A TERRIBLE DISEASE IS STRIKING EVERYONE OVER THE AGE OF FOURTEEN. DEATH WALKS THE STREETS. NOWHERE IS SAFE.
Maxie, Blue and the rest of the Holloway crew aren’t the only kids trying to escape the ferocious adults who prey on them.
Jack and Ed are best friends, but their battle to stay alive tests their friendship to the limit as they go on the run with a mismatched group of other kids – nerds, fighters, misfits. And one adult. Greg, a butcher, who claims he’s immune to the disease.
They must work together if they want to make it in this terrifying new world. But as a fresh disaster threatens to overwhelm London, they realize they won’t all survive. Read an extract here…
‘Higson has got the balance of blood and gore just right.’ Daily Mirror
‘Clever . . . fast-paced . . . inventive.’ Guardian
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Charlie Higson says: My boys love horror, and my youngest, Sidney, 10, is obsessed by zombies. They fascinate and terrify him at the same time. So I thought, ‘Why not a zombie book for kids?’ I chose a traditional storyline and set-up — a mystery illness has wiped out nearly everyone, those adults who survive are shambling flesh-eaters. They are not technically the living dead. They are more like the infected of 28 Days Later.
But Alex Garland nicked the idea off I Am Legend, the 1954 novel by Richard Matheson, although his infected were more vampires than zombies (there are many similarities between the two). The book had already spawned two movies, (The Last Man on Earth and The Omega Man), before Danny Boyle’s film and the recent rather pathetic Will Smith effort (CGI zombies? I don’t think so).
They’ll chase you. When the sickness came, every parent, policeman, politician – every adult – fell ill. The lucky ones died.
The others are crazed, confused and hungry. They’ll rip you open. They’ll feed on you . . .Only children under fourteen remain, and they’re fighting to survive.
Now there are rumours of a safe place to hide. And so a gang of children begin their quest across London, where all through the city – down alleyways, in deserted houses, underground – the grown-ups lie in wait.
But can they make it there – alive?
About the Author: Charles Murray Higson (born 3 July 1958), more commonly known as Charlie Higson, is an English actor, comedian, author and former singer. He has also written and produced for television.
Charlie Higson was educated at Sevenoaks School and at the University of East Anglia (where his brother has taught since 1986 and is now a professor of film studies) where he met Paul Whitehouse, David Cummings and Terry Edwards. Higson, Cummings and Edwards formed the band The Higsons of which Higson was the lead singer from 1980 to 1986. They released two singles on the Specials’ 2-Tone label. Higson then became a plasterer – including plastering the student house of Stephen Fry and Hugh Laurie – before he turned to writing for Harry Enfield with Paul Whitehouse and performing comedy. He came to public attention as one of the main writers and performers of the BBC Two sketch show The Fast Show (1994–2000).
He worked with Whitehouse on the radio comedy Down the Line and is to work with him again on a television project, designed to be a spoof of celebrity travel programmes
He worked as producer, writer, director and occasional guest star on Randall & Hopkirk (Deceased) from 2000 to 2001. Subsequent television work has included writing and starring in BBC Three’s Fast Show spin-off sitcom Swiss Toni. He has starred in Tittybangbang on BBC Three and appeared as a panellist on QI. He recently co-directed and starred in Bellamy’s People.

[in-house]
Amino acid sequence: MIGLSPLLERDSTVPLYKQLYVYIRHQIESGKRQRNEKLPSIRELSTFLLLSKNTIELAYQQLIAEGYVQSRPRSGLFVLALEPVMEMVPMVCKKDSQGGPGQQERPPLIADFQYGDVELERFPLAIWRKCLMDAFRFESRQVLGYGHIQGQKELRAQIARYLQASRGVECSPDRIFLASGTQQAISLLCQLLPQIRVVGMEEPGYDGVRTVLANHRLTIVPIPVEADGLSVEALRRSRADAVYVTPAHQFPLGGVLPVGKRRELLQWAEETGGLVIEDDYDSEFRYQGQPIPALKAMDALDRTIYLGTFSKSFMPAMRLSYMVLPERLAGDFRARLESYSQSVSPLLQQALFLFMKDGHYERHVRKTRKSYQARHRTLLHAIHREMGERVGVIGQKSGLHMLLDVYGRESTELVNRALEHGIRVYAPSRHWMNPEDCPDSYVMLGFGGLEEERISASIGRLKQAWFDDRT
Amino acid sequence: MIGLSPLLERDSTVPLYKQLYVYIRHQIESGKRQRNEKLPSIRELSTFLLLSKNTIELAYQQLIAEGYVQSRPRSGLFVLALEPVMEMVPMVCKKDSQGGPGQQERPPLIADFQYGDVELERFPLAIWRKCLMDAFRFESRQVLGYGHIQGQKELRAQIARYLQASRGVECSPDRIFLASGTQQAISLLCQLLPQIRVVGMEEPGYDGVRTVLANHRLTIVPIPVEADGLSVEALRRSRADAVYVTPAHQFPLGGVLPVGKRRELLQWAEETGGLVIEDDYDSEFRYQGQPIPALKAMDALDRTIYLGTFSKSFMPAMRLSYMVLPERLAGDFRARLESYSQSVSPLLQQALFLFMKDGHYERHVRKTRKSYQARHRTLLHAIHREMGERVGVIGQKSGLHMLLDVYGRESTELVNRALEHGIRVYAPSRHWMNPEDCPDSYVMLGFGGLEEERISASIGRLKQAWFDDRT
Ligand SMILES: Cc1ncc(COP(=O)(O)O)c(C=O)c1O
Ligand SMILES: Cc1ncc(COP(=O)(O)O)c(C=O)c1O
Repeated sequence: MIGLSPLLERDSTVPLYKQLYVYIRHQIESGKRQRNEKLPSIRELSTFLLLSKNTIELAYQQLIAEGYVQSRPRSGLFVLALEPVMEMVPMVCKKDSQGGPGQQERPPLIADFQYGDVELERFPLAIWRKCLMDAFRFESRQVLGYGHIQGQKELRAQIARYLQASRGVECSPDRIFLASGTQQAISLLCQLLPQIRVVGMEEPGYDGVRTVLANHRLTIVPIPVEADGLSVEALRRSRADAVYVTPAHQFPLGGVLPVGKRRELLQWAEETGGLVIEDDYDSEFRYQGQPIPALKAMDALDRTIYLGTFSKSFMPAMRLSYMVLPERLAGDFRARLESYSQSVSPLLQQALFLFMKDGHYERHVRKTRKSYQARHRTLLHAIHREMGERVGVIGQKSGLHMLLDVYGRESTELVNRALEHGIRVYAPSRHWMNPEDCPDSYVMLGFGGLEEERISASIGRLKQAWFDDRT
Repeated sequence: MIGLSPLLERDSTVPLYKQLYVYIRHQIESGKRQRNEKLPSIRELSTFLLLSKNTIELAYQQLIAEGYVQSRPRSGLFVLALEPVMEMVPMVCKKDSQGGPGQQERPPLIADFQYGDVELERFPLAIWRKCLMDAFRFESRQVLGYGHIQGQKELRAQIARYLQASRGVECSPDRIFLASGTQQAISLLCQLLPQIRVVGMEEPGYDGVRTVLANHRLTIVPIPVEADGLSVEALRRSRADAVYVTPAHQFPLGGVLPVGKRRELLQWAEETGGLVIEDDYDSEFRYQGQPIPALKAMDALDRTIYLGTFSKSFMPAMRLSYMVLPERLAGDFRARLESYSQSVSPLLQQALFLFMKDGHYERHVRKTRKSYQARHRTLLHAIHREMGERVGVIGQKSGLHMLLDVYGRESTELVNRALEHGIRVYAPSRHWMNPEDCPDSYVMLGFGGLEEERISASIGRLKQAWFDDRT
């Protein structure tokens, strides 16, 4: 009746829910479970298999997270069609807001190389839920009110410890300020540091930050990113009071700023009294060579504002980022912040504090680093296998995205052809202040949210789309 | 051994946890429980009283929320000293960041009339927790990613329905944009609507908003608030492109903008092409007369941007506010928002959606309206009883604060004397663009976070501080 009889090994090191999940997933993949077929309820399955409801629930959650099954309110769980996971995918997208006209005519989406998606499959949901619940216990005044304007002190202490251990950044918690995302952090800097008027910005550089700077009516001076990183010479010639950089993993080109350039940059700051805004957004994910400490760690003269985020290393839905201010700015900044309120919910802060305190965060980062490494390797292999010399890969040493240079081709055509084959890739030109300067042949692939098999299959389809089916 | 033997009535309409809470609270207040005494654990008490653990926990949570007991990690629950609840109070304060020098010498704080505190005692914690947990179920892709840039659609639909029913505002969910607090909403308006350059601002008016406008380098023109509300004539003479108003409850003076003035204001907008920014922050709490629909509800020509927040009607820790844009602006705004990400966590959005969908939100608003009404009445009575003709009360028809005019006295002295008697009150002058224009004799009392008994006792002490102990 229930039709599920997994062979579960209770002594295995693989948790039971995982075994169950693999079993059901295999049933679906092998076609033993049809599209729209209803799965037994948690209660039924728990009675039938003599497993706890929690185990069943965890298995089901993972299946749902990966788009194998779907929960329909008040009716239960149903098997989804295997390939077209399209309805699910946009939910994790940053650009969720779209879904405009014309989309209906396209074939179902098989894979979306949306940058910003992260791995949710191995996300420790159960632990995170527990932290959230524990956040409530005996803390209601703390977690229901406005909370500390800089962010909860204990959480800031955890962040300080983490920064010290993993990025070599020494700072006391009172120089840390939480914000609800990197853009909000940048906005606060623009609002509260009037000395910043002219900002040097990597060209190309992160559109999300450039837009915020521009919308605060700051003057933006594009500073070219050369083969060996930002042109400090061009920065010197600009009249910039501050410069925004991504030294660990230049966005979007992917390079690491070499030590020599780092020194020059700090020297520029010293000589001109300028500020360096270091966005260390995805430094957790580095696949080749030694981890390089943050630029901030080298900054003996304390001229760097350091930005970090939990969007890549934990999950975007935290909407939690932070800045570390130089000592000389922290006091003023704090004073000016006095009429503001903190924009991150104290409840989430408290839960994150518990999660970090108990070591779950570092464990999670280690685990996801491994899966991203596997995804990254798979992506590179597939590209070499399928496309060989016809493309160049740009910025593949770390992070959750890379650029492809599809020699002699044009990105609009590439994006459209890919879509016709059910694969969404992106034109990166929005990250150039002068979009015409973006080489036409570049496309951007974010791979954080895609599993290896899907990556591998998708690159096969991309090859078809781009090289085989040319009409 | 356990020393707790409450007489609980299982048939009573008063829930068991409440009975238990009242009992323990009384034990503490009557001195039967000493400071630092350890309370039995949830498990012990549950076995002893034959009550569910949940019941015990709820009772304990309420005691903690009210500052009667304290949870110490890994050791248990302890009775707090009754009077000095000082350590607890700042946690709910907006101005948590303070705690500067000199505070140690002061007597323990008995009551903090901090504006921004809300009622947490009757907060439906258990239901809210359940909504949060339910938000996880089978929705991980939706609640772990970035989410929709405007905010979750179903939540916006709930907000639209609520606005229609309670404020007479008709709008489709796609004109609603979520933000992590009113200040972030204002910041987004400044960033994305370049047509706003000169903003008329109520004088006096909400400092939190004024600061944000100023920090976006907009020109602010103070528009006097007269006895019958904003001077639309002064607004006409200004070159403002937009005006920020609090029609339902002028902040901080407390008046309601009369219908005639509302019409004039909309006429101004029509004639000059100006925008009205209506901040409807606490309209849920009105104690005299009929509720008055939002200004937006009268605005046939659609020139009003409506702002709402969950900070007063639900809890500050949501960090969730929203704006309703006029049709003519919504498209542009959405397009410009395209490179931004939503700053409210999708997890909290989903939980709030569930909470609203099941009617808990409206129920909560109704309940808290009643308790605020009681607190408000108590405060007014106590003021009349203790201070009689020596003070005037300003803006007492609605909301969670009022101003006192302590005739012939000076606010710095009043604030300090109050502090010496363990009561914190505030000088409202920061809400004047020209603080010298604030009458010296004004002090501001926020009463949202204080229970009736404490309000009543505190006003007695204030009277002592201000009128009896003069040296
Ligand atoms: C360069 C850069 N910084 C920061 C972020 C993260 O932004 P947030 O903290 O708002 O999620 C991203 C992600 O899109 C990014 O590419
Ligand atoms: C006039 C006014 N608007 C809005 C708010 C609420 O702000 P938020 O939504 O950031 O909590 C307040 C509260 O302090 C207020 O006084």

He published four novels through the early to mid 1990s which take a slightly dystopian look at everyday life and have a considerably more adult tone than his other work, with characters on the margins of society finding themselves spiraling out of control, leading him to be described by Time Out as ‘The missing link between Dick Emery and Brett Easton Ellis’
In 2004, it was announced that Higson would pen a series of James Bond novels, aimed at younger readers and concentrating on the character’s school-days at Eton. Higson was himself educated at Sevenoaks School where he was a contemporary of Jonathan Evans, current Director General of MI5. The first novel, SilverFin, was released on 3 March 2005 in the UK and on 27 April 2005 in the U.S. A second novel, Blood Fever, was released on 5 January 2006 in the UK and 1 June in the U.S. The third novel, Double or Die, was published on 4 January 2007 having had its title announced the day before. The next, Hurricane Gold, came out in hardcover in the UK in September 2007. In this year he also made a début performance on the panel show QI. His final Young Bond novel, By Royal Command, was released in hardcover in the UK on the 3 September 2008.
Charlie is currently writing a new series of zombie books for children. The first book, The Enemy, was released in the UK by Puffin Books in 2009 and in the U.S. by Disney-Hyperion in 2010. Book 2, The Dead, was released in August 2010.
About the Contributor
While still in his twenties, John Purcell opened a second-hand bookshop in Mosman, Sydney, in which he sat for ten years reading, ranting and writing. Since then he has written, under a pseudonym, a series of very successful novels, interviewed hundreds of writers about their work, appeared at writers’ festivals, on TV (most bizarrely in comedian Luke McGregor’s documentary Luke Warm Sex) and has been featured in prominent newspapers and magazines. Now, as the Director of Books at booktopia.com.au, Australia’s largest online bookseller, he supports Australian writing in all its forms. He lives in Sydney with his wife, two children, three dogs, five cats, unnumbered gold fish and his overlarge book collection. His novel, The Girl on the Page, will be published by HarperCollins Australia in October, 2018.